• by adolf (21054)

          16 looks legal in, at least, some parts of .au. [avert.org]

          IIRC, it was rather lower (14?) not too many years ago. (Someone will correct me on this whether I am wrong or not.)

        • by gravis777 (123605)

          What, you mean that 700,000 people with their iPhones can't access a single 802.11g connection hooked up to a DSL line? I thought wireless gave you 54Mbps of bandwidth!

      • by ncgnu08 (1307339)

        The story should be more about how these people have no idea when it comes to technology. I mean, what did she expect to happen? More likely, she never even thought about the obvious outcome, then goes crying when the obvious happens. If one wants to control how many people get invited to your party, maybe try sending paper invitations http://en.wikipedia.org/wiki/Wedding_invitation [wikipedia.org] . I reference this link as proof they exist, which some might need to believe me. If ever there was a story for my "society

        • Re:News For Nerds (Score:4, Insightful)

          by N1AK (864906) on Thursday March 17, 2011 @05:57AM (#35514016) Homepage
          Calling the police was easily the smartest thing she did. 99.9% of Facebook events work perfectly well, it's the rare exceptions that some group of 'tards decide to crash. Given the number of people who said they were coming, even if she 'cancels' the event there's a good chance a lot of univited people are going to turn up at her door. Making the police aware in advance makes it easier for them to respond should anything happen, and ensures she isn't suspected of encouraging it if it does.
      • by crovira (10242)

        She had a golden opportunity to hold it at an outdoor arena, charge $20 a head, control, (viz: soak the idiots who'd show up,) the flow of liquor and beer (after all this IS Australia,) and she DIDN'T BLOODY DO IT?

        I'd call the mental ward and tell them to make a pickup.

      • by syousef (465911) on Thursday March 17, 2011 @01:15AM (#35512794) Journal

        You missed the point. The 'news for nerds' isn't the Facebook hijinks, it's the party at a 16 year-old girls house.

        It's not the party at all. The news is there's a girl.

    • by MrEricSir (398214) on Wednesday March 16, 2011 @07:37PM (#35510234) Homepage

      This place has really gone the tubes.

      Has it gone a series of tubes, perhaps?

    • Yeah, it's not the most interesting story, but I do find it vaguely interesting that anonymous (i.e. a random group of dudes not getting laid) would do this. Was this just a prank or perhaps trying to prove some kind of point. I think this would actually be a pretty interesting study of how the event would propagate to so many people.

      At what point did this party reach the threshold between "why would I want to RSVP to this stupid thing" to "haha - it'll be funny if I say I'm going".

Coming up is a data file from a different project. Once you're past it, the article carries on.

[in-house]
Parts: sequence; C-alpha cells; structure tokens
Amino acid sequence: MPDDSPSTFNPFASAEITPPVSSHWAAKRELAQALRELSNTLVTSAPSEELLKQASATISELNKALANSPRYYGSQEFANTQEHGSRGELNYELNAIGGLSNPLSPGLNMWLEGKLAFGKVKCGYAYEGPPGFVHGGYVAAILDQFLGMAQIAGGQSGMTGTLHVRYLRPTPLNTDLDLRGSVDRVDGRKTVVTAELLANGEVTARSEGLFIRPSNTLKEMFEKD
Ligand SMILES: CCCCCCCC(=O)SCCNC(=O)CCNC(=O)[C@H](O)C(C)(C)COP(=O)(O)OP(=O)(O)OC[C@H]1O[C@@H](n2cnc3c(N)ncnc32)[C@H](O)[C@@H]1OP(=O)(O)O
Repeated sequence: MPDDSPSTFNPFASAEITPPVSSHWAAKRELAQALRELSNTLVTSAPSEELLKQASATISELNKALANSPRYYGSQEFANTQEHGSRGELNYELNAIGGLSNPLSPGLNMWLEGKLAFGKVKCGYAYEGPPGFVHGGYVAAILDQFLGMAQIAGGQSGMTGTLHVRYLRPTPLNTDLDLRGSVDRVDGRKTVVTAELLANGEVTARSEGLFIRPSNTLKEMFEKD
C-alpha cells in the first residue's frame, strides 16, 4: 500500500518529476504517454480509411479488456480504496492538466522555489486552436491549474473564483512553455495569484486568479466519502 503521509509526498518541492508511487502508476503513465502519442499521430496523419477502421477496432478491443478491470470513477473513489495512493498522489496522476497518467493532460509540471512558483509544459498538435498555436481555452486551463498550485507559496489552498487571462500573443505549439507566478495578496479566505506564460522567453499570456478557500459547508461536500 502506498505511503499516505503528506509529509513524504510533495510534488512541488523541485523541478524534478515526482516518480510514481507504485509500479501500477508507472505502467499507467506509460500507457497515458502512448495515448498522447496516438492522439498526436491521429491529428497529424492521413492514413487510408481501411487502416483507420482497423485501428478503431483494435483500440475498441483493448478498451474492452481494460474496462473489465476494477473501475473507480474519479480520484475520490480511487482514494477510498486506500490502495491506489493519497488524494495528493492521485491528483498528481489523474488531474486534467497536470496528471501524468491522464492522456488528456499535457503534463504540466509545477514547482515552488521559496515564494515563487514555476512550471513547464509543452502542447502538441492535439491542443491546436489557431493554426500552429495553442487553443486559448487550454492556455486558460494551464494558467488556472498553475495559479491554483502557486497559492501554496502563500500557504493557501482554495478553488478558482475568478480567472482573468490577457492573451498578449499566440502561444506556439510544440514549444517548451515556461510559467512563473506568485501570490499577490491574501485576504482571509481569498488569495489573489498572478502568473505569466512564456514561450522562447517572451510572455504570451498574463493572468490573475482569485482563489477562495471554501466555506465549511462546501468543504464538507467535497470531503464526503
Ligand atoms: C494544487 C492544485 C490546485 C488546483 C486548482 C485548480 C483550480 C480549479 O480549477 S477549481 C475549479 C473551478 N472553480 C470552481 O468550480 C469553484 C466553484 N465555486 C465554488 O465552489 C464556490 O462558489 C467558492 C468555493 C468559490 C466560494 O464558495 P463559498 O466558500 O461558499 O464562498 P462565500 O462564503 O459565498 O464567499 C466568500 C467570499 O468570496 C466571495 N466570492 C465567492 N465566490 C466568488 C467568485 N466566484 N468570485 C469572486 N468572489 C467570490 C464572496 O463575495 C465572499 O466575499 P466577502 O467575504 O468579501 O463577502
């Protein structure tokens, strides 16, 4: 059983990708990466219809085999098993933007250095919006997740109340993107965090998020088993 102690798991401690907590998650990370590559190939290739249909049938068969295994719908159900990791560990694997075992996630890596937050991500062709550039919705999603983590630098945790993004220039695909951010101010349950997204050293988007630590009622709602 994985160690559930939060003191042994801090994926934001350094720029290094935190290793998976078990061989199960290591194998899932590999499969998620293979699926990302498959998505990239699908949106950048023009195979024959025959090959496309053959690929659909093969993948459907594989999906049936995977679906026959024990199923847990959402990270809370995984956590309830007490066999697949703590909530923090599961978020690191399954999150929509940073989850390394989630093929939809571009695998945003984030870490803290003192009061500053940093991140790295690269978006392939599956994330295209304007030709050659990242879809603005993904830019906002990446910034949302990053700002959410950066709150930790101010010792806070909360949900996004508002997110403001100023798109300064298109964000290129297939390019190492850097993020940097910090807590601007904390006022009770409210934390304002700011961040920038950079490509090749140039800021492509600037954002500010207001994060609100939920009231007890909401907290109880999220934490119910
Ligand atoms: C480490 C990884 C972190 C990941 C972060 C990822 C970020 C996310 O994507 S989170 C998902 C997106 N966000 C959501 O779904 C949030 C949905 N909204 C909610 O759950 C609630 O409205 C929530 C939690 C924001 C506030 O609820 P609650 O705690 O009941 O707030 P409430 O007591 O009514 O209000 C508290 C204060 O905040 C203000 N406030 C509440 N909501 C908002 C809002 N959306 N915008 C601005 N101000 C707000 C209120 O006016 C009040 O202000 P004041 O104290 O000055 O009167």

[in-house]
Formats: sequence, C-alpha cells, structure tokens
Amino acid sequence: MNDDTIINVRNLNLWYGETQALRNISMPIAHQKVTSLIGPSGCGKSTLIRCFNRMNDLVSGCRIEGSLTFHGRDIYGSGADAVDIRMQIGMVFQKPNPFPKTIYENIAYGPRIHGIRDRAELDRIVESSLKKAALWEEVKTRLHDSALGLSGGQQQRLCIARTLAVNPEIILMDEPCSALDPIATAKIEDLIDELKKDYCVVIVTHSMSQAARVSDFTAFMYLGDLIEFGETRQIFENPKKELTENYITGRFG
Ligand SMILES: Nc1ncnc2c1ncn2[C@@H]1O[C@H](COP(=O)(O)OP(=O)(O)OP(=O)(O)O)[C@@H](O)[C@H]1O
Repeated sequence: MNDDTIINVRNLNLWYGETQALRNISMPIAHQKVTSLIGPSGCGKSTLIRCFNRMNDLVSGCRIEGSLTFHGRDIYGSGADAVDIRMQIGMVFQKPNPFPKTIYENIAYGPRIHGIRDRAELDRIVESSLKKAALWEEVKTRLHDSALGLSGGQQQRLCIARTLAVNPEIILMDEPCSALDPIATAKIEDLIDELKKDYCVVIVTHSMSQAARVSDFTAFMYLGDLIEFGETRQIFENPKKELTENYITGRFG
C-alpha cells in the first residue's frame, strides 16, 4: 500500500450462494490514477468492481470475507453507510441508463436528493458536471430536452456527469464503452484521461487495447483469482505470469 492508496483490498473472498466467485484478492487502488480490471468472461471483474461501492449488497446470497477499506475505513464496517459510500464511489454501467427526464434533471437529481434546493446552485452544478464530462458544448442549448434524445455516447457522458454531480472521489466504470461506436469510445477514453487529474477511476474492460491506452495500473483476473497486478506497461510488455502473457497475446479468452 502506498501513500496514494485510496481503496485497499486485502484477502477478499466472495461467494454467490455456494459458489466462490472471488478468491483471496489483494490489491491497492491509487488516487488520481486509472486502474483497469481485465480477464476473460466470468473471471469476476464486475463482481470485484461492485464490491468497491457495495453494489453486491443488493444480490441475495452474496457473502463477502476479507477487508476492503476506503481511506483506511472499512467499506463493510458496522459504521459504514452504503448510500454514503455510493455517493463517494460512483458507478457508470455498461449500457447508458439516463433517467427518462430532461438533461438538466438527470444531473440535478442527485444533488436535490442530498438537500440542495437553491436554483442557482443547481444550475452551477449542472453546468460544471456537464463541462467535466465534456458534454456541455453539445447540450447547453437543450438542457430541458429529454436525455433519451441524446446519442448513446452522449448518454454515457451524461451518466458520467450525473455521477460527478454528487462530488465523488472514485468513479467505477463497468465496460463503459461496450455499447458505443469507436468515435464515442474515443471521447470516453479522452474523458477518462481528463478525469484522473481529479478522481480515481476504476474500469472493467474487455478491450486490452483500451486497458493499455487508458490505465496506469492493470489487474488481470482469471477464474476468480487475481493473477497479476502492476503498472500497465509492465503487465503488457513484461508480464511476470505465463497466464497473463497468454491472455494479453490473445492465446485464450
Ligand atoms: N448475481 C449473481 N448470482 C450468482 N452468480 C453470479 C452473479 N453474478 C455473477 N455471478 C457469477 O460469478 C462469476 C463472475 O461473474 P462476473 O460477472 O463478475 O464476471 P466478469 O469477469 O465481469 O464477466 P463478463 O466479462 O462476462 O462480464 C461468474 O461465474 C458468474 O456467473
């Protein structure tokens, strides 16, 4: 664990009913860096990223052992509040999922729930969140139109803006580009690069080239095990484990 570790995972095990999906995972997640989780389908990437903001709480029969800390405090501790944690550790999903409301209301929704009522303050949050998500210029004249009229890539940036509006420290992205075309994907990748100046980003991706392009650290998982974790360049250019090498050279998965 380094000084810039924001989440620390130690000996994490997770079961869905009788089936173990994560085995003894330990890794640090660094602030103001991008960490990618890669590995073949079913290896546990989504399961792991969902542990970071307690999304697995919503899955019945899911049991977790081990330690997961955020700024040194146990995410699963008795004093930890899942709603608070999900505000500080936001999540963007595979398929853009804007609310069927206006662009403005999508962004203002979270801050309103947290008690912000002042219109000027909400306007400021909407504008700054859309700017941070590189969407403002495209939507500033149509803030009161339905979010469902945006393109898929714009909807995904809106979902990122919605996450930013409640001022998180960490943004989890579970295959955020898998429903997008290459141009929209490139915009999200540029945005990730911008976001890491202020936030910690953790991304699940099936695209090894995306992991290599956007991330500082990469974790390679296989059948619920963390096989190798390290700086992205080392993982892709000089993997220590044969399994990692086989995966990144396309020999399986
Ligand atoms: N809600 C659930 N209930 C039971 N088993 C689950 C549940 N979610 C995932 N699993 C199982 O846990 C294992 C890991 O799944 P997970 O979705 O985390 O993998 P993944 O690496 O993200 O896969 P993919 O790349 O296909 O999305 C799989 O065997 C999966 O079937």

I would imagine
      • From what I saw over the past week, there have been a lot of status updates from random people I know (oddly, around the 20-25 mark and female mostly) going "who the fuck is jess, lol, well i'm going to her party". I doubt she was "hacked" at all, more like some people jumped on it.

        Still can't believe this made it to slashdot, it was bad enough seeing it on my morning news.
    • Re:News For Nerds (Score:5, Interesting)

      by sarysa (1089739) on Wednesday March 16, 2011 @07:42PM (#35510274)
      As a nerd I think there's plenty of angles to this story...4chan's alleged "hijacking" of the event, the way the internet changes the dynamics of an open invitation event, but most importantly the way that the Aussie government is handling what most of us would consider a prank. It's also amusing to see how misinterpreted the notion of one's account h(ij)acked is by less seasoned users.

      Also, it's very, very funny.
      • by grim4593 (947789)
        The quote at the bottom of this site:
        Hanlon's Razor: Never attribute to malice that which is adequately explained by stupidity.
        • Seems like a less stylish way to requote Napoleon : Never ascribe to malice that which is adequately explained by incompetence
          • by Minwee (522556)

            It's a variation of Occam's Razor, and he "requoted" it four hundred years before Napoleon was born.

            Personally I'm fond of Heinlein's version: "Never attribute to malice that which is adequately explained by stupidity. But don't rule out malice."

      • by vlueboy (1799360)

        I'm thinking Wikileaks blackpage faxes as I write this.
        The FBI can't exactly raid all 200,000+ homes worldwide, even though virtually every FB account has public names* had lots more raidable than 4chan. Funny, Anonymous won because it wasn't so Anonymous --it's because it's obvious that something now has to be done with thousands of prankers.

        * Plus addresses, GPS data from phone users and other random leads that with statistical certainty some thousands of those kids forgot to hide prior to the party raid

      • by syousef (465911)

        As a nerd I think there's plenty of angles to this story...4chan's alleged "hijacking" of the event, the way the internet changes the dynamics of an open invitation event, but most importantly the way that the Aussie government is handling what most of us would consider a prank. It's also amusing to see how misinterpreted the notion of one's account h(ij)acked is by less seasoned users.

        Also, it's very, very funny.